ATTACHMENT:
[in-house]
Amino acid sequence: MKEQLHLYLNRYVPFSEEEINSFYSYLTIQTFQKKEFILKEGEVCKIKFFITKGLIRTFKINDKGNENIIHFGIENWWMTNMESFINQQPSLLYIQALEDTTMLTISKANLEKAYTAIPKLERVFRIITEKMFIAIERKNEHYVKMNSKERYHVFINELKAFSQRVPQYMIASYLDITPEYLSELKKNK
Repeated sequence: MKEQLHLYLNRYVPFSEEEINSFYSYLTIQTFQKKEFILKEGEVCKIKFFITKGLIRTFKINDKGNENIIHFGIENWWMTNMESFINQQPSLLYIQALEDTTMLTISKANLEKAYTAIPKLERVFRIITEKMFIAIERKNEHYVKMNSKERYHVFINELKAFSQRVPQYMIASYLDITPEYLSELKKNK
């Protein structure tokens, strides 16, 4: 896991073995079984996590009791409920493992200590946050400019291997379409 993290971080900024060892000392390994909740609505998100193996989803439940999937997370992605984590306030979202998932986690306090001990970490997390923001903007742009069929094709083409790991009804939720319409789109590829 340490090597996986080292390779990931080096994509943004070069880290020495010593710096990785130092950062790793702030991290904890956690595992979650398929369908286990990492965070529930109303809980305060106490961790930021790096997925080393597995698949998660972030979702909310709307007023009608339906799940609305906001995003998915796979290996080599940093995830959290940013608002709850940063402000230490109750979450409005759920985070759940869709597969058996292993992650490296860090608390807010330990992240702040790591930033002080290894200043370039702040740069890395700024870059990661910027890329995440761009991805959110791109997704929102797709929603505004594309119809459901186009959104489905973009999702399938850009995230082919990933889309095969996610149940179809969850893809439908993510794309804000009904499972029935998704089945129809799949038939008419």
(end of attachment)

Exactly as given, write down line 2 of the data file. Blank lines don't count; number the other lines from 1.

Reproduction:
Amino acid sequence: MKEQLHLYLNRYVPFSEEEINSFYSYLTIQTFQKKEFILKEGEVCKIKFFITKGLIRTFKINDKGNENIIHFGIENWWMTNMESFINQQPSLLYIQALEDTTMLTISKANLEKAYTAIPKLERVFRIITEKMFIAIERKNEHYVKMNSKERYHVFINELKAFSQRVPQYMIASYLDITPEYLSELKKNK